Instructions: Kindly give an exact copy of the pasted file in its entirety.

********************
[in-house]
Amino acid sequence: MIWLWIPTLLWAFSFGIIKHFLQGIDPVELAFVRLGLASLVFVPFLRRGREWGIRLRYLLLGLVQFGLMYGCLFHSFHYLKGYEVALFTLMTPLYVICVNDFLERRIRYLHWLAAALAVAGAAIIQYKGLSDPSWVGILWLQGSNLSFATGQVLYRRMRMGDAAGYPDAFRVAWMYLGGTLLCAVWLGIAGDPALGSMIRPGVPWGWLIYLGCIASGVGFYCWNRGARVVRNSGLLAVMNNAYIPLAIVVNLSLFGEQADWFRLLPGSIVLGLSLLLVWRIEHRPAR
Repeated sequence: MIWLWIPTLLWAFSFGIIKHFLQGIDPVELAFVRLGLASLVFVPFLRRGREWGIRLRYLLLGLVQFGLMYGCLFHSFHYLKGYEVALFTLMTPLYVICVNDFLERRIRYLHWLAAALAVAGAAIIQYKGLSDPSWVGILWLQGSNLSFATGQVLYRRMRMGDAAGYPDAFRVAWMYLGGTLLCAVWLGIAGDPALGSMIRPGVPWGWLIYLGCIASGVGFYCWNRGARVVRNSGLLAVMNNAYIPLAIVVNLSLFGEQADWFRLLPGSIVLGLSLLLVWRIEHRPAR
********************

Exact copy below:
[in-house]
Amino acid sequence: MIWLWIPTLLWAFSFGIIKHFLQGIDPVELAFVRLGLASLVFVPFLRRGREWGIRLRYLLLGLVQFGLMYGCLFHSFHYLKGYEVALFTLMTPLYVICVNDFLERRIRYLHWLAAALAVAGAAIIQYKGLSDPSWVGILWLQGSNLSFATGQVLYRRMRMGDAAGYPDAFRVAWMYLGGTLLCAVWLGIAGDPALGSMIRPGVPWGWLIYLGCIASGVGFYCWNRGARVVRNSGLLAVMNNAYIPLAIVVNLSLFGEQADWFRLLPGSIVLGLSLLLVWRIEHRPAR
Repeated sequence: MIWLWIPTLLWAFSFGIIKHFLQGIDPVELAFVRLGLASLVFVPFLRRGREWGIRLRYLLLGLVQFGLMYGCLFHSFHYLKGYEVALFTLMTPLYVICVNDFLERRIRYLHWLAAALAVAGAAIIQYKGLSDPSWVGILWLQGSNLSFATGQVLYRRMRMGDAAGYPDAFRVAWMYLGGTLLCAVWLGIAGDPALGSMIRPGVPWGWLIYLGCIASGVGFYCWNRGARVVRNSGLLAVMNNAYIPLAIVVNLSLFGEQADWFRLLPGSIVLGLSLLLVWRIEHRPAR